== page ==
January 2015: As well as scribbling about my own experiences in this blog, I have been trying to learn from other people’s in advance of starting my course. Therefore, I plan to expand this page with a selection of the blogs and websites I have found useful, in the hope that they might help other concerned and terrified newbie trainee teachers – or, indeed, more experienced teachers looking for new inspiration.
You can also see which blogs I’m following in the shiny new widget I managed to add to my site in the bottom right-hand corner, below the Twitter box >
Almost all of them are ELT-based, with a few exceptions about academic publishing and fitness!
I’ve included Adam Simpson’s excellent blog on my CELTA page, because I first came across it when Googling the CELTA. But aside from his excellent posts specific to the course, he has also written a whole host of excellent blog posts and teaching ideas which I found incredibly insightful. There’s definitely a reason he receives so many awards for his posts!
I first found Jo Gakonga’s fantastic ELT resources on her YouTube channel (see again my CELTA-specific page) but she also has this website, which hosts a great grammar refresher course for teachers and lots more besides!
I first came across the incredibly knowledgeable Marisa as part of my first ever #ELTchat (read more about that in my post here from February) and I ended up linking to her blog, which is a treasure trove of great ELT information. She is an experienced teacher and trainer, so her website is a fantastic mix of resources for students and teachers, like me. She’s also fantastically communicative as part of the ELT community on Twitter, which I am learning more and more about, so she’s definitely worth following.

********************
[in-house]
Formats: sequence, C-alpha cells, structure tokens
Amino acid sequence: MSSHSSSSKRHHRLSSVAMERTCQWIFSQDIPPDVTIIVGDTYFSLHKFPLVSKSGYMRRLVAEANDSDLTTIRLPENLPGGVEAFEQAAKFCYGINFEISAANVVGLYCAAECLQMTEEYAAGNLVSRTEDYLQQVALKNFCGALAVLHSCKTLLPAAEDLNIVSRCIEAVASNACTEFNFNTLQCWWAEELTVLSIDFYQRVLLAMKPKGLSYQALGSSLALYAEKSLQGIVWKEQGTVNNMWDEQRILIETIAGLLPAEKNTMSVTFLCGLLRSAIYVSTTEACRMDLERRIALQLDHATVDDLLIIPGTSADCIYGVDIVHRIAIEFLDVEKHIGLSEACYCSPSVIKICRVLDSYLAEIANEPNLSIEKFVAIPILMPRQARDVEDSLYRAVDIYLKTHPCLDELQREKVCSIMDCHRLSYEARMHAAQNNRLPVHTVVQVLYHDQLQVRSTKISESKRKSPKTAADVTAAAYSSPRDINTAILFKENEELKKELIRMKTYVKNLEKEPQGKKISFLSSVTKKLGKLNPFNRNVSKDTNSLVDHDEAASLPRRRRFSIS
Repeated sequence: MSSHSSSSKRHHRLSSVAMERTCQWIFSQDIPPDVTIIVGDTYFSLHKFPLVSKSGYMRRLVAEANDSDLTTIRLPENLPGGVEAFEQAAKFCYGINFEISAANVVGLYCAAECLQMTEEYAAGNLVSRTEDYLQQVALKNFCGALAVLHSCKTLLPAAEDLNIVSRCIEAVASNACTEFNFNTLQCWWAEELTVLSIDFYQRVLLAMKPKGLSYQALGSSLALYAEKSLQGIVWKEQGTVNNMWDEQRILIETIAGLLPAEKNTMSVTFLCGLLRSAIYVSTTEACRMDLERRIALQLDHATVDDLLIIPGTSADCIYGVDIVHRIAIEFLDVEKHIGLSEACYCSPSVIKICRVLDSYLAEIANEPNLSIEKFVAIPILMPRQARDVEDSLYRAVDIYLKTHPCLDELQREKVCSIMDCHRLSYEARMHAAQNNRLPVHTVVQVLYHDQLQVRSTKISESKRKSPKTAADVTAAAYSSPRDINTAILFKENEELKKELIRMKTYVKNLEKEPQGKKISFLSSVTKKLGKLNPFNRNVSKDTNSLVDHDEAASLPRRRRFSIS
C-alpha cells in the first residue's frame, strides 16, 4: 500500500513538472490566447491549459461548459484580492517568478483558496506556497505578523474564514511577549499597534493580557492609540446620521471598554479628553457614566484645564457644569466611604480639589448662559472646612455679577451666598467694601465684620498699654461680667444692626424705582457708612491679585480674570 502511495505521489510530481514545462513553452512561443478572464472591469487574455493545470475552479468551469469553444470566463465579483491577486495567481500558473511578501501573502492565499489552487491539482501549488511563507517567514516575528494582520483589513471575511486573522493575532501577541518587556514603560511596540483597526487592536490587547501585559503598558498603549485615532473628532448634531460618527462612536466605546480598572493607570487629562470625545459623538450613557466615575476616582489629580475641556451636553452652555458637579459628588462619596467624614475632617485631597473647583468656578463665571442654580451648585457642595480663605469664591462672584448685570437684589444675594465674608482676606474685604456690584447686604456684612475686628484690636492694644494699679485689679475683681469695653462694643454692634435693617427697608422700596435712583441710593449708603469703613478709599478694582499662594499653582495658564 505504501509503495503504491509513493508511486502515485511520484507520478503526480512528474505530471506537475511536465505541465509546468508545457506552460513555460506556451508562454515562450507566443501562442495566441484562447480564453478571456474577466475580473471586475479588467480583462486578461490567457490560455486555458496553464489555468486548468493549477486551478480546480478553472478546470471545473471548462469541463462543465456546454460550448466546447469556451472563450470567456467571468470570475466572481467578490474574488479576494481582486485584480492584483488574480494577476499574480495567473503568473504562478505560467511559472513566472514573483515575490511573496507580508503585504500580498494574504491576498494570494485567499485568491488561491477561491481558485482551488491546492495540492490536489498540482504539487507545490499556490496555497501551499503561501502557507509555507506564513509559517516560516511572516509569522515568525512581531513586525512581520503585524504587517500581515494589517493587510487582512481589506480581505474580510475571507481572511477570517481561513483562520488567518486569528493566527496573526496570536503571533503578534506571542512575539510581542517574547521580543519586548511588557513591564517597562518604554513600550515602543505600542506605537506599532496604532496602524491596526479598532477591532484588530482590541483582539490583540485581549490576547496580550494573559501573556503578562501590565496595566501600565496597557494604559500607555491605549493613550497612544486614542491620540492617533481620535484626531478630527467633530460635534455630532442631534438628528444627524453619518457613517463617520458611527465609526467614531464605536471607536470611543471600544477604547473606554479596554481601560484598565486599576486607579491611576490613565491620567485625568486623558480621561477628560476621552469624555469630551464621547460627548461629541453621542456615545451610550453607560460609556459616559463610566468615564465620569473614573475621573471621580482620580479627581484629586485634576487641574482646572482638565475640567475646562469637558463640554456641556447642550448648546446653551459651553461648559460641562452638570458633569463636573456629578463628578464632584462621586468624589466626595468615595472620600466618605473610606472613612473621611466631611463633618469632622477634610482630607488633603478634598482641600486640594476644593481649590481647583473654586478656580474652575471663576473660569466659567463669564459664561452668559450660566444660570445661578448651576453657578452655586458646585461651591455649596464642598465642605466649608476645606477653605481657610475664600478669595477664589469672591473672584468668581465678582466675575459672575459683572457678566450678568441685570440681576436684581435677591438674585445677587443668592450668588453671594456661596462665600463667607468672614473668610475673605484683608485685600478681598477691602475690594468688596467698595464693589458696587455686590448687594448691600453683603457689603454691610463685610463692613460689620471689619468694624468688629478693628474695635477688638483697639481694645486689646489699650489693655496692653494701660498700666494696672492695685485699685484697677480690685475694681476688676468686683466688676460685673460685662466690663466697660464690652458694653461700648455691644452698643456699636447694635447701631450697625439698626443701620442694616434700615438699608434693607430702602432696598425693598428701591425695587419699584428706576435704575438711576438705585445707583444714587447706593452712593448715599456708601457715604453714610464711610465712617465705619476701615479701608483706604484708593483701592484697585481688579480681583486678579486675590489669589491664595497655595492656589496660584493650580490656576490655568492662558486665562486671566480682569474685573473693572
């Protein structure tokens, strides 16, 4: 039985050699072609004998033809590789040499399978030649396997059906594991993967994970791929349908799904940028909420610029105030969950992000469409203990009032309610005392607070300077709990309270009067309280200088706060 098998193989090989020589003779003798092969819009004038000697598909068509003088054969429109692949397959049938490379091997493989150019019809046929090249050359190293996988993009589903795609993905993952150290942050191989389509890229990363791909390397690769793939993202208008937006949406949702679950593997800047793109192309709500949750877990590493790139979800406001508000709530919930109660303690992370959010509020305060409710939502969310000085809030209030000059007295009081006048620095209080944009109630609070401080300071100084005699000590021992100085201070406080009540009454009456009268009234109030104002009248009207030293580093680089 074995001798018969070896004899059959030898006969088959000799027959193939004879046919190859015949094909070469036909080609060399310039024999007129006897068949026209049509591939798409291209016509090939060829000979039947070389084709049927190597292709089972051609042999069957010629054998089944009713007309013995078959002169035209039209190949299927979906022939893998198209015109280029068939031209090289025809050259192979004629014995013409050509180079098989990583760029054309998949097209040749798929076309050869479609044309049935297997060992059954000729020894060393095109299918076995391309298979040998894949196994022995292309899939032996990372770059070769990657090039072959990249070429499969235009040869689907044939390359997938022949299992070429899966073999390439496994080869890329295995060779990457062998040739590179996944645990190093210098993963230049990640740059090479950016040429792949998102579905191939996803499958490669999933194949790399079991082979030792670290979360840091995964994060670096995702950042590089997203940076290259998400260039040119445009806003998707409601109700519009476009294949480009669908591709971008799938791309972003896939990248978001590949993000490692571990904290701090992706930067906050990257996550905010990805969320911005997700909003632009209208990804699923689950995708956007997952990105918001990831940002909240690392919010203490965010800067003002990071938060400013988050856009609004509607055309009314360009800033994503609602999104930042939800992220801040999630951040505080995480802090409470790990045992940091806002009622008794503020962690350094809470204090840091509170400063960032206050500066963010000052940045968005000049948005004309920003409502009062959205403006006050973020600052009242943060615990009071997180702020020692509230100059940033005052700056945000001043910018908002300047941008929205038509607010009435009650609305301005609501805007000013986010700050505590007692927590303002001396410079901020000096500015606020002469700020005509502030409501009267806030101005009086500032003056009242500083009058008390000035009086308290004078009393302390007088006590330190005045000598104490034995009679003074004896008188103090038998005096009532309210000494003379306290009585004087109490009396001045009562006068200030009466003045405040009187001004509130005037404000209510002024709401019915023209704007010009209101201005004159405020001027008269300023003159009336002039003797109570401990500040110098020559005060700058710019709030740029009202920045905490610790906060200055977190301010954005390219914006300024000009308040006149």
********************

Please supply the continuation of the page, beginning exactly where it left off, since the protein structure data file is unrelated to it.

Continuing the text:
As I write this in February 2015, I am aware that Anthony could well end up being one of my CELTA tutors as he is the Head of CELTA Teacher Training at the Hamburg School of English, which is the partner school of the Berlin School of English where I’m booked in for my CELTA. I found his blog a few weeks ago, and have been watching some of the excellent videos he hosts there, which discuss four grammatical areas he considers to be often misunderstood in the ELT world: tense, aspect, mood and voice. The first one introduces grammar and contained this wonderful gem quite early on in the video:
‘Grammar, then could be described as a process. We grammar in the same way that a tree apples, or the world peoples.’
Definitely worth watching for a great new perspective to learning how to teach grammar.
ELTnet blog by Anthony Ash
This is an excellent (and very sleek!) blog, incorporating some ideas for activities, information on English for Specific Purposes (ESP) and Academic Purposes (EAP) as well as some really insightful general ELT posts, such as this one about using mobile phones in ELT, which is the first post that linked me out to Anthony’s blog from Twitter. I also recommend his ‘Development‘ section, in which I learnt a lot about how hierarchies work in language schools, and how I can continue along this fun journey of professional development 🙂
Additional thanks to Anthony for being the first ever person to comment on my blog – he kindly highlighted that I had missed off his blog from this list, so I have corrected my mistake 🙂